UN envoy preaches youth political education

FRANCISTOWN: The low numbers of youth participation in politics is a cause for concern in Botswana, United Nations Political Officer Janet Kennedy has said.

Kennedy said while the majority of the population is mainly the youth, they are failing to make an  impact in politics because of low participation. She said for Botswana politics to have change, the youth are the ones who can bring it because they make up 66 percent of the population.


“The youth should blame themselves for all the concerns they are facing because they do not want to participate in politics despite that they are the only ones who can advocate for their challenges better,” noted Kennedy last week during a workshop that was organized to seek views of why the youth in Botswana are politically apathetic.


While  Kennedy decried low participation, the youth expressed inadequate representation by the political leaders as the main impediment that discourages them from having an interest in politics. Explaining their low participation, the Francistown youth told the UN Political Officer that they believe that most of the elected representatives never fulfill the promises made and are instead only enriching themselves. “We do not have the courage to vote because most of the politicians always give the voters false promises because each and every time when they want our vote they will claim to be the next messiah to solve our problems, but after occupation of the political office, all the promises are never achieved,” slammed Prince Madziba, one of the workshop participants.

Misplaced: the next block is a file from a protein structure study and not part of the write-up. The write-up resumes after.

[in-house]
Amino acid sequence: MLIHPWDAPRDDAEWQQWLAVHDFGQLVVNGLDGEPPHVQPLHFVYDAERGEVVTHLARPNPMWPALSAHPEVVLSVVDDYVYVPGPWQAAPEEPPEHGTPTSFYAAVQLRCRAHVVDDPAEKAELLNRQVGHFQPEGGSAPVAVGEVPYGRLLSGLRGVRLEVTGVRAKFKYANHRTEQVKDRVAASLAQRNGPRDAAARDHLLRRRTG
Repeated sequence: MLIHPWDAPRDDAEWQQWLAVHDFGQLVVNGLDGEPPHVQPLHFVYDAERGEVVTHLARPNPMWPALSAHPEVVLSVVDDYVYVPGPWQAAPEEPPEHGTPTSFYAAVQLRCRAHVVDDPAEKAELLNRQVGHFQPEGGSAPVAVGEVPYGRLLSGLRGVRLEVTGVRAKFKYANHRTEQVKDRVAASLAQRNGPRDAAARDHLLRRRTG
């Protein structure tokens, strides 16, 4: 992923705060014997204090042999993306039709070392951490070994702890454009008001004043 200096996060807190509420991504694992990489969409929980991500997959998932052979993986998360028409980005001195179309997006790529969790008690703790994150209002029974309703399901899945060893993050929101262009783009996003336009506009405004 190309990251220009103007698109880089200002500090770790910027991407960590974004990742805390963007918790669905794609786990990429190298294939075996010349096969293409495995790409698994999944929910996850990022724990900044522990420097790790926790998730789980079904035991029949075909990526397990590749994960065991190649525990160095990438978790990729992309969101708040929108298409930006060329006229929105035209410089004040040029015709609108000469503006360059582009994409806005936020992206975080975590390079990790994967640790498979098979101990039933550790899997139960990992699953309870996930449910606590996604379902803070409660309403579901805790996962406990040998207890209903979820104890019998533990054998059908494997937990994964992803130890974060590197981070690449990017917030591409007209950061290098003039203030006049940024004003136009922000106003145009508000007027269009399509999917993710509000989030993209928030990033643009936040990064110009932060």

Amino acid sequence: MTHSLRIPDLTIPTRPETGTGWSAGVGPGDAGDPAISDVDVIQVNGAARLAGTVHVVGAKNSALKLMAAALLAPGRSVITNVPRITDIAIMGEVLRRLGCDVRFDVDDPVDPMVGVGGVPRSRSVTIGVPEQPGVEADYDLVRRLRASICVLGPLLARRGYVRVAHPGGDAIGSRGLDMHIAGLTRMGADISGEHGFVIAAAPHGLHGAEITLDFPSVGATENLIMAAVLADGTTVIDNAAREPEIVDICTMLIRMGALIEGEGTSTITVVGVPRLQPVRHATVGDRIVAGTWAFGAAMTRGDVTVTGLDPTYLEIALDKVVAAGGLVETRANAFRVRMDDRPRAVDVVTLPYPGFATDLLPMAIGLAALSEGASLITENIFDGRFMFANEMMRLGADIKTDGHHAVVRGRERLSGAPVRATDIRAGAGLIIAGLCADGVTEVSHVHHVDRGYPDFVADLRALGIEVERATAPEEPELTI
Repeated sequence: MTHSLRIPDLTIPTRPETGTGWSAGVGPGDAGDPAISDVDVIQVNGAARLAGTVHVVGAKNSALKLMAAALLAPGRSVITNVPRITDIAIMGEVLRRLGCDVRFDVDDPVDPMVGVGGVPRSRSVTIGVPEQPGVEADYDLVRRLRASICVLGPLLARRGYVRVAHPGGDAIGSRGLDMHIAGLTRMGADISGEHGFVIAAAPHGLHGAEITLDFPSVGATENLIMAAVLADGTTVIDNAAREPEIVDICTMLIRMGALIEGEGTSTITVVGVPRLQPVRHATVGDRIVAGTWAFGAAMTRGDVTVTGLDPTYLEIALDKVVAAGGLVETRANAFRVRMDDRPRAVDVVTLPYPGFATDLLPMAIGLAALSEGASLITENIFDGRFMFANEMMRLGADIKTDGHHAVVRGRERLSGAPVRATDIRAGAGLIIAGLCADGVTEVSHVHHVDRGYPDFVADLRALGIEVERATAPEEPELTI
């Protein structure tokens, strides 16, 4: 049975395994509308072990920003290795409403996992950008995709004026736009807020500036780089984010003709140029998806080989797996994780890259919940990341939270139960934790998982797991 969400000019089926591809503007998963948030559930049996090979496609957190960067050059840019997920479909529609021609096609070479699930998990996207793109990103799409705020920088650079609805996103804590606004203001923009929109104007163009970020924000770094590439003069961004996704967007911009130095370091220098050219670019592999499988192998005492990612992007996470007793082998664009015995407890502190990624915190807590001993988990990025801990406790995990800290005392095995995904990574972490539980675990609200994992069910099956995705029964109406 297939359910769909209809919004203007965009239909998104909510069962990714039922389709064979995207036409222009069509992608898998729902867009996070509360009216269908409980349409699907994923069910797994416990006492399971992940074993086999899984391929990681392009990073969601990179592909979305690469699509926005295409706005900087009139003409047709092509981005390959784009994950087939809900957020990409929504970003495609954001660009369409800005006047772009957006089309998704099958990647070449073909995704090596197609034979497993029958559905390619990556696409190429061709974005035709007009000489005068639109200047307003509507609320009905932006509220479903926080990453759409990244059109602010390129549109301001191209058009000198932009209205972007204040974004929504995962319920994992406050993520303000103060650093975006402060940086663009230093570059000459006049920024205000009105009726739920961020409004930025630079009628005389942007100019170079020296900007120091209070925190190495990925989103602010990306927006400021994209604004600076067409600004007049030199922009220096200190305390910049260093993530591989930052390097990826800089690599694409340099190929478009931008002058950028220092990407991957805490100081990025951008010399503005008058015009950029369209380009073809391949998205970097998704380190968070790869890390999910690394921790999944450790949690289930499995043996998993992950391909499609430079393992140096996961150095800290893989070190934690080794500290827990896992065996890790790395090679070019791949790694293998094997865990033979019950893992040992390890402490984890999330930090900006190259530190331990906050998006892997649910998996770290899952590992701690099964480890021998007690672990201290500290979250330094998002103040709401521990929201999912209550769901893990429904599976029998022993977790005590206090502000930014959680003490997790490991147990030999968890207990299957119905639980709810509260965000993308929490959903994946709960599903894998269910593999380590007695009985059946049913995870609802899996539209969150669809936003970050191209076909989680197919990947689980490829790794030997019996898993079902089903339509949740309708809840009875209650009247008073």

Another aggrieved,  Shathi John blasted established politicians who  only engage aspiring youth politicians during campaigns but only to dump them after winning elections. He pointed out that on many occasions, most of the campaign managers for the big politicians are mostly youth. “These rich politicians only use us for their personal gain because they know that we do not have money and resources. So these people take us for granted because they know that we cannot achieve what we want if we do not involve them,” said John further calling other youth to refrain from being used. Despite the concerns, the UN Political Officer suggested that since most of the youths’ concerns centre on lack of resources for participating in politics, they should now start to use social media to achieve their mandate. “I think that since most of you are decrying lack of financial power,  nowadays the youth have to take advantage of social media to send the political messages,” Kennedy pointed out.